In high school, discovering that there would be a substitute teacher always produced a sense of elation and anticipation in me. It presented an opportunity to screw around, cause a nuisance and see just how far I could push the untested, unsuspecting “sub.” The subs tended to be young, newly minted teachers from local colleges. I possessed an uncanny knack for being able to spot the abject fear in their beady eyes. Occasionally, we would get stuck with a grizzled veteran who knew just how to quash any potential uprising. However, that proved rare. Word would spread like a wildfire when there were subs on campus. “Hey Pete, there’s a sub in third period English” someone would yell as I walked onto school grounds. Great I thought, two periods to prepare my assault.

My accomplices and I had a grab bag full of pranks, schemes and disruptions prepared to unleash at a moment’s notice. Our modest goal was to pull off an event outrageous enough to spread throughout the halls of Redondo High.

One of our favorites involved ditching a class we were in and showing up for roll call in another class with a sub. We would then adopt the name of someone who was absent that day, basically an uninvited, obnoxious guest at a party. We would unleash smart ass remarks, interrupt conversations and raise our hand to ask the ridiculous questions. “Mr. Porter, what kind of beer do you drink on your lunch break?” Or, “Mr. Porter, have you ever picked up on a chick in a class you were teaching?” When the heat cranked up, we would casually walk out of the classroom, much to the shock of the sub. They would usually call the office and report that Billy Prescott had walked out of his classroom for no reason, to which the secretary would inform the clueless goof that Billy’s mother had called in earlier and reported that he was sick.

One memorable moment occurred  during my junior year, when a friend, Eric, came into one of my classes being taught by a “tough guy” substitute. When Eric decided it was time to bail out and stood up to leave,  the much too aggressive instructor blocked the door. Undaunted, Eric climbed out of a low level window in the rear of the room. When he got outside, Eric shouted back, “Nice try sub, see ya later.” As the class cheered, the tenacious sub actually ran out of the room and began chase. A minute later he returned, huffing and puffing without Eric. That was an excellent day in school.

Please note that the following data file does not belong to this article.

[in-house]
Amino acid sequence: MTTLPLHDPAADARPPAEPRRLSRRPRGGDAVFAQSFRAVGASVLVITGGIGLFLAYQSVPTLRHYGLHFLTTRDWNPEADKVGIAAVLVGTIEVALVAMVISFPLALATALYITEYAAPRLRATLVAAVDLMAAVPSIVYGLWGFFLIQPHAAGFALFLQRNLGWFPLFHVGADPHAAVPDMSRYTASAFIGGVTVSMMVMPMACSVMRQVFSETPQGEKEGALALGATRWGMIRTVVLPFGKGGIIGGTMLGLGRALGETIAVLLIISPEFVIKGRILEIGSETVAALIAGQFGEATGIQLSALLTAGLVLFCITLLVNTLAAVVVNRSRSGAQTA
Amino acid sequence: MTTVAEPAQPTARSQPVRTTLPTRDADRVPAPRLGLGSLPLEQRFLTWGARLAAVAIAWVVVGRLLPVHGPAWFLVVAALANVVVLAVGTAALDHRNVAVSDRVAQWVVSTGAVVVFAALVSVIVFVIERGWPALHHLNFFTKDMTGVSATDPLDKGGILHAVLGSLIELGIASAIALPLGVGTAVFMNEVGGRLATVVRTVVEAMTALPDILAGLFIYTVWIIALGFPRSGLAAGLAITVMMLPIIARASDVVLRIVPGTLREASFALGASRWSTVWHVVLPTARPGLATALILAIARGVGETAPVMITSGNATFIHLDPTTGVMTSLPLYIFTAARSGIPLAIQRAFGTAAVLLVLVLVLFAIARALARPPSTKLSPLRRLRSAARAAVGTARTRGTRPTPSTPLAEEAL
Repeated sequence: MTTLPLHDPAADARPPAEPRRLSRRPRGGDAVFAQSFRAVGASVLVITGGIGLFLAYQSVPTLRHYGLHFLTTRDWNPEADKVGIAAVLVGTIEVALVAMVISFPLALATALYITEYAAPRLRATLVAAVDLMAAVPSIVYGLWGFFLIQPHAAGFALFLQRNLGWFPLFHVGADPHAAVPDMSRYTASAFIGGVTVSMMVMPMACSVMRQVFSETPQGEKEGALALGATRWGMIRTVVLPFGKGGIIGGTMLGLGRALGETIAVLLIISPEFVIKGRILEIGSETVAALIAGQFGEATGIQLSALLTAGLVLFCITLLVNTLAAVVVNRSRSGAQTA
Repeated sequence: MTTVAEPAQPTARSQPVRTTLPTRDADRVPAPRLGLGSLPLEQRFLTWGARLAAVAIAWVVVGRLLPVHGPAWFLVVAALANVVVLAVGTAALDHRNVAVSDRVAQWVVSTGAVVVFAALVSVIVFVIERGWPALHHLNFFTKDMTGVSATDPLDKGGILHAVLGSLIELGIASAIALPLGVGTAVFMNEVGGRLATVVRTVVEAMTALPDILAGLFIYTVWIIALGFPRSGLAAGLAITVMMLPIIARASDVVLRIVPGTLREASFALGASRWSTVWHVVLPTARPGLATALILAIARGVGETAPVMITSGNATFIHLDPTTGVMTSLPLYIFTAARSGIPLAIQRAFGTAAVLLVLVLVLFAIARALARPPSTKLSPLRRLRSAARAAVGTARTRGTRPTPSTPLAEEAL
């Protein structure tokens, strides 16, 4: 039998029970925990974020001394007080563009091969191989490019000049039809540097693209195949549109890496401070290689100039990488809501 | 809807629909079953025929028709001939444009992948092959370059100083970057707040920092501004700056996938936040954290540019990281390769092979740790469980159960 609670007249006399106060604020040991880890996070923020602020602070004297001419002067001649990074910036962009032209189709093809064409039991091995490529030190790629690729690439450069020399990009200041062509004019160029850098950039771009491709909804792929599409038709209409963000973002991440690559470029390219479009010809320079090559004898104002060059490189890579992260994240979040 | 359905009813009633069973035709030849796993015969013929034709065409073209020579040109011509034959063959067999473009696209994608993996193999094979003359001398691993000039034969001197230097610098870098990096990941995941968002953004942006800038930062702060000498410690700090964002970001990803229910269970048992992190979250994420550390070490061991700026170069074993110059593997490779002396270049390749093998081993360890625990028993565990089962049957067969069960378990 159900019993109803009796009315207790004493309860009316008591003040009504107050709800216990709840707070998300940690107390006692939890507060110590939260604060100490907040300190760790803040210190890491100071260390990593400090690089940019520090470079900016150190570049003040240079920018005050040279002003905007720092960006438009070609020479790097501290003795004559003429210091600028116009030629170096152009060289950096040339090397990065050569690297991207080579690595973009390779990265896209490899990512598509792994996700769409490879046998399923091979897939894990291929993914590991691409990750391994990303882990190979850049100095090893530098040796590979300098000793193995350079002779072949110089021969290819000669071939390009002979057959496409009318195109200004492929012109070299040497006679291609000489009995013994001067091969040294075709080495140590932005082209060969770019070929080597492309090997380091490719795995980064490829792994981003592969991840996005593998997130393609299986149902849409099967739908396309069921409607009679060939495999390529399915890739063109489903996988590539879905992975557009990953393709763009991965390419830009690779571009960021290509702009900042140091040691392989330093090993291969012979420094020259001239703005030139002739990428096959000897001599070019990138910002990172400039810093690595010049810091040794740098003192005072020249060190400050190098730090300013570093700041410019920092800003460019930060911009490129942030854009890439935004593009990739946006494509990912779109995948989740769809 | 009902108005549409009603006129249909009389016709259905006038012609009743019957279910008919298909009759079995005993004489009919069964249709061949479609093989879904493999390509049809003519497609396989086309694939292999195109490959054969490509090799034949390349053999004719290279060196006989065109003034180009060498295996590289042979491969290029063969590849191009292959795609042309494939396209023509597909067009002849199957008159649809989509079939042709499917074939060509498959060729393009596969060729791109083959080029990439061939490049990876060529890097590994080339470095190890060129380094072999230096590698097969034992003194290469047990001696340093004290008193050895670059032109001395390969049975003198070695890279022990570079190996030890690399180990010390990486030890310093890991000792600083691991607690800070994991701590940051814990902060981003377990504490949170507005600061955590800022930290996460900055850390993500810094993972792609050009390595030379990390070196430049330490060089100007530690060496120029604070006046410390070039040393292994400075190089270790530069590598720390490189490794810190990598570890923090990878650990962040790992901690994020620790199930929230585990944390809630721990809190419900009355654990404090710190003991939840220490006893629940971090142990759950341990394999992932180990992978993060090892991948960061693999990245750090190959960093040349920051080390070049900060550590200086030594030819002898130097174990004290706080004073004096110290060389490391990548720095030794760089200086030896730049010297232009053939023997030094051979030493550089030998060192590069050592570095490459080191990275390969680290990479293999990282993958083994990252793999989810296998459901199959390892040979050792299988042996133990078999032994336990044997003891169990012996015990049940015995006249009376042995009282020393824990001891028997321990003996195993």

I believe the pinnacle of my success as a student agitator occurred in 1967 in Mrs. Rappaport’s English class. Mrs. Rapp was a kind, decent, matronly woman in her ‘60s, who I believe got a kick out of my classroom antics. She would attempt to be stern with me, however I was usually able to smooth talk into settling for a heartfelt, motherly lecture on class disruption and good manners.

On this particular day we were discussing Herman Melville’s classic Moby Dick. Those familiar with the novel will recall that Captain Ahab’s leg had been chomped off by the great white whale. In our classroom discussion the fact came up that there was another character in the tale, Captain Boomer, whose arm had also been bitten off by the ravenous Moby Dick.

I casually raised my hand and asked what I considered to be an obvious question. “Mrs. Rappaport, if the white whale bit off arms and legs, why did they call him Moby Dick?”

After a few seconds the class erupted in laughter, cat calls and wild screams of approval. I panicked at the reaction, fearing I had crossed the line and would soon be on my way to the principal’s office.

Mrs. Rapp stood up and gruffly called my name. However, before she could utter another word, she began laughing hysterically. Now the class became even more boisterous and unruly. The kids around me were slapping my back and congratulating me on what turned out to be the greatest adlib line of my undistinguished high school “Class Clown” career. My timing had been perfect, and the fact that Mrs. Rapp couldn’t contain herself proved icing on the cake. There was a down side however. As the Moby Dick comment circulated throughout the campus, I had to endure the ongoing cat calls of “Hey Moby Dick.” B